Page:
The McNamaras were taken from
court back to JalL Their counsel left
the room almost at once, and the
crowd filed out Judge Bordwell also
left at once, returning to his chambers.
The McNamara brothers faced to
day the legal outcome of their own
pleas of guilty In the sentences de
termined for them by Judge Bord
well. For both District Attorney
Fredericks desired clemency life im
prisonment for James B. and 14 to
20 years Imprisonment for John J.
With the announcement of the pro"
posed plea for clemency came in
formation that the brothers had fur
nished information of great value in
the investigation of an alleged far
reaching dynamiting conspiracy and
that both would be summoned before
the federal grand Jury now in ses
ONLY PARTLY TRITE I BURKS.
Cleveland. Ohio, Dec. 6. Detective
William J. Burns today declared Mc
Namara' confession Is only partly
true, and called attention to his failure
to tell "how he knocked off gas cocks
and flooded with gas the place where
the suit case Ailed, . with d ynamlte was J
E ARROWS PEE S8M00.
New York, Dec. 5. Darrow'a fee for
defending the McNamaras is not less
than $50,000, according to Secretary
Morrison of the American Federation
of Labor, custodian of the defense
funds. Morrison says over $200,000
was subscribed to the McNamara fund.
and nearly all has been spent Money
received since me comessions were
mads he returned to the contributors.
Gompers, Morrison, and other labor
leaders, met here with counsel today
to discuss the Bucks stove and range
contempt case. It Is said at a meet
ing of labor leaders tomorrow steps
will be taken to eettle labor troubles
all over the country so unions may de
vote their entire time to the crisis now
HAD BIG ALLOWANCE.
Cleveland, Dec 6. "It is perfect
ly true that the executive council of
the Iron Workers' union voted
monthly fund of $1,000 to be paid
to John J. McNamara. There is
plenty of evidence to substantiate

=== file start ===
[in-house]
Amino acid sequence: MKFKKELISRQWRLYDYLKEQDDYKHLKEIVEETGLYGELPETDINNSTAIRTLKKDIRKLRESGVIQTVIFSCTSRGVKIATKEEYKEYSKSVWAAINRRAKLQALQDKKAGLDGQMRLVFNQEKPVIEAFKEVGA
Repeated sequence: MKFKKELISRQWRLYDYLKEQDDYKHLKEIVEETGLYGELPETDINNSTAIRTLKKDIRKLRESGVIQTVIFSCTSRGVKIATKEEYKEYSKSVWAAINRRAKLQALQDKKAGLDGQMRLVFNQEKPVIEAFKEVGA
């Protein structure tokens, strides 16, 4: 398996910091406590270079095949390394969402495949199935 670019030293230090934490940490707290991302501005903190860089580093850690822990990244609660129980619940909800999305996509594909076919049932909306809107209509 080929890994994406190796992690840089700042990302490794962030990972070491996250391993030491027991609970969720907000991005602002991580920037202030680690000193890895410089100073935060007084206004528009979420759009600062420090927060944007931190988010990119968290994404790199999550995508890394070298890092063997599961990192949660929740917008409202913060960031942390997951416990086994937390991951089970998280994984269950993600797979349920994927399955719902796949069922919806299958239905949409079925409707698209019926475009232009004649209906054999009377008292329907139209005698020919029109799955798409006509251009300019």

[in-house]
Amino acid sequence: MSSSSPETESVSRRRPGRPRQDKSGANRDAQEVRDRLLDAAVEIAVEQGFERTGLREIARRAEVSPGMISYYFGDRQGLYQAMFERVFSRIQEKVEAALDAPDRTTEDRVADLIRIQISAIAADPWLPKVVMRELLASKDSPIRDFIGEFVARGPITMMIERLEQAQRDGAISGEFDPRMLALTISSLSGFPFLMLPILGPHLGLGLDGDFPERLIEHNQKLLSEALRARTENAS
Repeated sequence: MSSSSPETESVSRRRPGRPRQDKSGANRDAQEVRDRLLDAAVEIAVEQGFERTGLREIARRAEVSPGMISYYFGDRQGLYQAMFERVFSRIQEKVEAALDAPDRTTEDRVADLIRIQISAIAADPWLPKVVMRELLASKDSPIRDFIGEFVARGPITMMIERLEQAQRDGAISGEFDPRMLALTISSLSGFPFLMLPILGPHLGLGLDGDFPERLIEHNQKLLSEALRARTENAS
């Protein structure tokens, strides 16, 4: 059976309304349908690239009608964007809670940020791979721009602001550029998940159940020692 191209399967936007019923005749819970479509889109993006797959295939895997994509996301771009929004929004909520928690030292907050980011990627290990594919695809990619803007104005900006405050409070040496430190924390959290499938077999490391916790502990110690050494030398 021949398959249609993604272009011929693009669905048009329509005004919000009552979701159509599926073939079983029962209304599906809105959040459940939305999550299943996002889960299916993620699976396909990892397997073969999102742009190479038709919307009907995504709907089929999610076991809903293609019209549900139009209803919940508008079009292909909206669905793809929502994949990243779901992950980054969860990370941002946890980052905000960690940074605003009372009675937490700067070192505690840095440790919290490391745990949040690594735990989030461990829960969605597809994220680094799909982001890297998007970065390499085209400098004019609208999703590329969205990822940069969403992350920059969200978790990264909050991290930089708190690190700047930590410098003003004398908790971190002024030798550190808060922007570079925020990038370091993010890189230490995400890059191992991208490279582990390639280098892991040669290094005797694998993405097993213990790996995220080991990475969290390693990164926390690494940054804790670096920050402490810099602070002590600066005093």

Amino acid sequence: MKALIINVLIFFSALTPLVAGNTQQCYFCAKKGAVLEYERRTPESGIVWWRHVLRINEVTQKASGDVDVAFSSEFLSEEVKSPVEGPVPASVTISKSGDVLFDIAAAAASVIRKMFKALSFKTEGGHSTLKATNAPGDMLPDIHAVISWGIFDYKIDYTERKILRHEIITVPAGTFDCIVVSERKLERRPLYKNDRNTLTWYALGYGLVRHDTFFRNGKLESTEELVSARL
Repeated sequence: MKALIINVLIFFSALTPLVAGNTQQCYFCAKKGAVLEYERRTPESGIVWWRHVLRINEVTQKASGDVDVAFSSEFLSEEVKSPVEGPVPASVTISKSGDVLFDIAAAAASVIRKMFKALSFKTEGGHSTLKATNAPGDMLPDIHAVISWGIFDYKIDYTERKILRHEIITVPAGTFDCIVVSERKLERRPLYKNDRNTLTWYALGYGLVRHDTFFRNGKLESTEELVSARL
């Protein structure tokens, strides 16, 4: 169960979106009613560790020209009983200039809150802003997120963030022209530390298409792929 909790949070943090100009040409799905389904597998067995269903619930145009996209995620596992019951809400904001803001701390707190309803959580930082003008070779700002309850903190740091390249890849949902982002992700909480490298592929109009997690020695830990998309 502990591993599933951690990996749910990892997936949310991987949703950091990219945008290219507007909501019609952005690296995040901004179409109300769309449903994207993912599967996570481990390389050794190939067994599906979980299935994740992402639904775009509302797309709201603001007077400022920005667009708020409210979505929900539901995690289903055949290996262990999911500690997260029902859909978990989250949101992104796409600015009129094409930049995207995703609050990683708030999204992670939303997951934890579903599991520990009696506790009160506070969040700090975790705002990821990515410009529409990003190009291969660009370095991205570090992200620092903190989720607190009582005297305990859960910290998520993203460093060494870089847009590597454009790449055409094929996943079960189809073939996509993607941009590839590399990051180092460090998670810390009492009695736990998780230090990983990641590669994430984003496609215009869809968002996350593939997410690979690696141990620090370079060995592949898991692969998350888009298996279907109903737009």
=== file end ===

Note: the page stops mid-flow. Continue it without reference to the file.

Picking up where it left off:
the charge that this money was
knowingly voted for the purpose of
paying it to James B. McNamara and
Ortie McManigal and that it was us
ed by them in their dynamiting op
erations. That was the statement
of William J. Burns, who arrived
here last night from Akron
"That he was going after "the men
higher up" and a criticism of Sam'
uel Gompers were other points em
phatically emphasized by Mr. Burns
The detective spent the day in Ak
ron where he Investigated the Ber
ber Iron works explosion of July,
AFTER "HIGHER ITS."
"We are going after the men back
of the McNamaras," said Burns and
the investigation will be pushed en
ergetlcally till we bring to Justice
the men who are really responsible
for the dynamiting outrages over the
"I have lately come from Indian-
spoils, where I conferred with Unit
ed States District Attorney Charles
W. Miller. Enough evidence will be
brought before the grand Jury at its
meeting there Dec 14, to cause
number of indictments.
"When Samuel Gompers tells the
people that he was deceived in the
McNamaras, he la uttering a lot of
drivel and buncombe. It is Gom
pers who Is fooling organized labor,
lor ne anew me Mcroamaras were
guilty and yet after we had arrested
them he came to Indianapolis and
sat in conference with them."
QUASHED BY COURT
St Louis, Dec. 5- United State
District Judge Triber today quashed
an Indictment against E. G. Lewis
charging him with using the msOs to
defraud, and upheld the pleas in abate
ment filed by attorneys for Harry M.
Godfrey and other defendants in the
twin Insurance cases, except Harry
If & iV C','VV'A I
I vJ" .V- - I ) y y
3 AMES B. McXAMARA, JOHN J.JIcXAMABA, AND JUDGE BORD
WELL. WHO SENTENCED THEML
SUN YAT SEN
M A i 0F HOUR
Corning of Revolutionary
Leader Anxiously Await
ed in China.
HAY UNITE FACTIONS
Empire Drifting Into . Political
Ph.ft. Pessimistic Fore
Shanghai, China, Dec. 5. Each
day brings keener apprehension that
China is drifting into political chaos
and the situation inspires the most
pessimistic forebodings from impar
tial observers. Revolutionary Juntas
here are marking time, awaiting the
arrival of Dr. Sun Yat Sen.
TASK DIFFICULT OXE.
It is hoped he may prove to be
the leader whom every, one is seek
ing. If he can line up the various
revolutionary chiefs and unify the
movements solutions of China's trou
bles can be hoped for. The task is
a difficult one, however. There are
dissensions everywhere among the
rebels, especially at Wu-Chang and
DESERTIONS CAUSE FALL.
The fall of HanrYang last week
proves to have been due entirely to
wholesale desertions of rebel troops